On Oct 21, 2008, at 10:35 AM, Mitch Harris wrote:
On Tue, Oct 21, 2008 at 10:11 AM, John F. Sowa <sowa@xxxxxxxxxxx
But the most misleading point of all is the final sentence:
Lastly, expressiveness increases the computational costs of reasoning.
In the Fads and Fallacies paper, I make the point that computational
complexity is *totally dependent* on the nature of the problem.
Any problem stated in a restricted language can be solved just as
fast when stated in a more expressive language.
I think there is a mismatch between how people are using implicit
Indeed, and your analysis below is right on the money, with just one small caveat: you seem to identify being more expressive
with having more operators
. But there are other ways it can happen. Sometimes, a language may be made more expressive simply by removing syntactic restrictions. For example, the only syntactic difference between FOL and (some versions of) HOL is that the latter allows quantifiers to range over relation symbols, and provides some extra inference rules to establish the existence of relations. No extra operators at all. (Some versions of HOL do provide extra syntax, such as lambda-expressions.)
The moral is that establishing more/less expressiveness isn't always as simple as counting operators; it can be a subtle and delicate matter. And, same point made differently, subtle changes in a KR language can have large effects on expressivity (and hence of inferential complexity).
True, for any particular problem, it is in a particular complexity
class or not. Its complexity (computational) does not change.
But for given a set of language operators with specific meanings, the
complexity of a the set of -all- problems expressible with larger
selection of operators is at least as difficult (takes as long or
longer) for a smaller set.
For a particular problem, if you know ahead of time which complexity
class it lives in, you can gear the algorithm to that. But if you
don't know that about the input, a simple problem may be expressed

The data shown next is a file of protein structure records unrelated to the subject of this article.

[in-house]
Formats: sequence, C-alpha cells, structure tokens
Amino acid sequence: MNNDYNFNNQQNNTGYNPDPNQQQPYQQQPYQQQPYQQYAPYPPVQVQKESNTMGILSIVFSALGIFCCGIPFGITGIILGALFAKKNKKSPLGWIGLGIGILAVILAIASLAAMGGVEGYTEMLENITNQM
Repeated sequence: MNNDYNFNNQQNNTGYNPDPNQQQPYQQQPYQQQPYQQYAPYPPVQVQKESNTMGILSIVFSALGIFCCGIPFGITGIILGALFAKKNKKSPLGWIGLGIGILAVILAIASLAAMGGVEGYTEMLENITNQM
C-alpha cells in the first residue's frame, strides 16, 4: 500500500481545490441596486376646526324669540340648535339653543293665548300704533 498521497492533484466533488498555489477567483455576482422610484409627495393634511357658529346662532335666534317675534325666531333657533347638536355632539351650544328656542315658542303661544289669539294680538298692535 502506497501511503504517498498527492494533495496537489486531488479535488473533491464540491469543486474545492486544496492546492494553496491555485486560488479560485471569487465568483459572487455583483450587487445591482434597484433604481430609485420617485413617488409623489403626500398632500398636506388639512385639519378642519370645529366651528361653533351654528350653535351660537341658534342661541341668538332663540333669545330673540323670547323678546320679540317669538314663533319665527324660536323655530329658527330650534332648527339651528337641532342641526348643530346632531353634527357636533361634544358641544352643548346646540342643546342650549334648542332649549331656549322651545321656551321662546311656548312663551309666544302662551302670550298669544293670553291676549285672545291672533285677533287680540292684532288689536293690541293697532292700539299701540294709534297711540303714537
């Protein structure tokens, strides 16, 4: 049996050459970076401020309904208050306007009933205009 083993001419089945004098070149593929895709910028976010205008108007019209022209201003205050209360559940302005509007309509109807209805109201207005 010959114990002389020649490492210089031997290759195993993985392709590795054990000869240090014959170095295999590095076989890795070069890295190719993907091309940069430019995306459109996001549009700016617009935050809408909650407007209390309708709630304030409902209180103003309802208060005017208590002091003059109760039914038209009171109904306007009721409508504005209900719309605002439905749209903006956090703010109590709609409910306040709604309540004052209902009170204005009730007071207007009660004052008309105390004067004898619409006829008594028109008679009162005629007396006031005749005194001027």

(equivalently of course) using the larger set of operators and you may
still be bound by the algorithm -needed- to deal with the larger set
to do all sorts of expensive, time consuming things.
Exactly. This is the key point that John seems to miss in his posts on this topic.
It should perhaps be stated for the benefit of forum readers, that this topic of inference complexity and the complexity/expressivity tradeoff is not at all new or speculative: it is a mature science now, with a fully worked-out underlying theory, and is regularly applied in industrial-scale applications, undergraduate textbooks, etc. etc.. True, it focuses on worst-case analysis, and 'average-case' or 'typical-case' results would be a lot more use in practice but are virtually unobtainable: still, many purely empirical studies of large sets of problems have shown again and again that there are real 'trade-off cliffs' in practical problem sets which clearly partition the problem space into easy vs. near-worst-case-hard (the latter usually in a 'boundary zone' between two 'easy' areas.) Citing stone-age results like Wang's theorem-prover isn't relevant. That engine could not have even input the problems that get tackled these days: there wasn't enough RAM on the planet at that time.
Some algorithms are 'adaptive' in that they are faster for simpler
inputs(less expressive; using fewer of the fancy operators), but some
algorithms are not, and no matter what the input (for a given size) it
runs in the same time (e.g. tableau algorithms vs automata based ones
for description logics). There is no guarantee that a set of problems
has an adaptive algorithm.
Any problem -can- be solved as fast as it ..well... can be. But you
don't know ahead of time which problem it is.
Of course, just syntax checking is an extremely effective triage
method. But there's no guarantee (a simple statement can be expressed
badly, with lots of annoying high-complexity operators). Increasing
expressiveness increases the complexity of solving the whole class.
So, yes, for a specific problem, stated in a particular manner, of
course adding operators to the language it is expressed in doesn't
change the complexity of the original problem. But equally of course
the extra operators make more problems expressible and they might take
longer, and if you don't realize it, you may spend more time than
necessary on the simpler problem (that doesn't actually use those new
Does that clarify how I think people are talking about
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